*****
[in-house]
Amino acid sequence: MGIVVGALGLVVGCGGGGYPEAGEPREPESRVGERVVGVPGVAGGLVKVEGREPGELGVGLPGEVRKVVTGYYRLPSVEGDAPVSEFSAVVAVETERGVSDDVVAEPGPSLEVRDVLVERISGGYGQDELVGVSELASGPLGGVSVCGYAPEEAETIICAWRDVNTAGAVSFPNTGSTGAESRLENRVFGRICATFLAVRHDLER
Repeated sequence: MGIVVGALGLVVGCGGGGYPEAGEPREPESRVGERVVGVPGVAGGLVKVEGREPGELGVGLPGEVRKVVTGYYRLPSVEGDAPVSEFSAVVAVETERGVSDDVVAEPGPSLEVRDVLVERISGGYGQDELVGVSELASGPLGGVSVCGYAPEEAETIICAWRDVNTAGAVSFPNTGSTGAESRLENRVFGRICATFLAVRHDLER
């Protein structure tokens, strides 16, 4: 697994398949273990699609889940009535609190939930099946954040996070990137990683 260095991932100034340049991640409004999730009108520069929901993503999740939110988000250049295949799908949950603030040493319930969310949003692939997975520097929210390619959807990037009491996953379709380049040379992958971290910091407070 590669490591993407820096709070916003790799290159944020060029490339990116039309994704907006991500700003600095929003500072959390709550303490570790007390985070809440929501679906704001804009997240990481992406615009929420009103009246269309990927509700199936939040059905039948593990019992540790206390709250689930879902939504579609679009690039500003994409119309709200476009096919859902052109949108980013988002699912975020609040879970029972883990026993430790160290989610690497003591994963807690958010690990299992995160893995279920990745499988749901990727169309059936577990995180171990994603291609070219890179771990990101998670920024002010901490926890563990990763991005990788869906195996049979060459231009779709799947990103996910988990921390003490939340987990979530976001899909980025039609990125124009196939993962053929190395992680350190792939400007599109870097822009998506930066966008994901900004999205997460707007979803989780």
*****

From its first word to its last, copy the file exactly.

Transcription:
[in-house]
Amino acid sequence: MGIVVGALGLVVGCGGGGYPEAGEPREPESRVGERVVGVPGVAGGLVKVEGREPGELGVGLPGEVRKVVTGYYRLPSVEGDAPVSEFSAVVAVETERGVSDDVVAEPGPSLEVRDVLVERISGGYGQDELVGVSELASGPLGGVSVCGYAPEEAETIICAWRDVNTAGAVSFPNTGSTGAESRLENRVFGRICATFLAVRHDLER
Repeated sequence: MGIVVGALGLVVGCGGGGYPEAGEPREPESRVGERVVGVPGVAGGLVKVEGREPGELGVGLPGEVRKVVTGYYRLPSVEGDAPVSEFSAVVAVETERGVSDDVVAEPGPSLEVRDVLVERISGGYGQDELVGVSELASGPLGGVSVCGYAPEEAETIICAWRDVNTAGAVSFPNTGSTGAESRLENRVFGRICATFLAVRHDLER
């Protein structure tokens, strides 16, 4: 697994398949273990699609889940009535609190939930099946954040996070990137990683 260095991932100034340049991640409004999730009108520069929901993503999740939110988000250049295949799908949950603030040493319930969310949003692939997975520097929210390619959807990037009491996953379709380049040379992958971290910091407070 590669490591993407820096709070916003790799290159944020060029490339990116039309994704907006991500700003600095929003500072959390709550303490570790007390985070809440929501679906704001804009997240990481992406615009929420009103009246269309990927509700199936939040059905039948593990019992540790206390709250689930879902939504579609679009690039500003994409119309709200476009096919859902052109949108980013988002699912975020609040879970029972883990026993430790160290989610690497003591994963807690958010690990299992995160893995279920990745499988749901990727169309059936577990995180171990994603291609070219890179771990990101998670920024002010901490926890563990990763991005990788869906195996049979060459231009779709799947990103996910988990921390003490939340987990979530976001899909980025039609990125124009196939993962053929190395992680350190792939400007599109870097822009998506930066966008994901900004999205997460707007979803989780």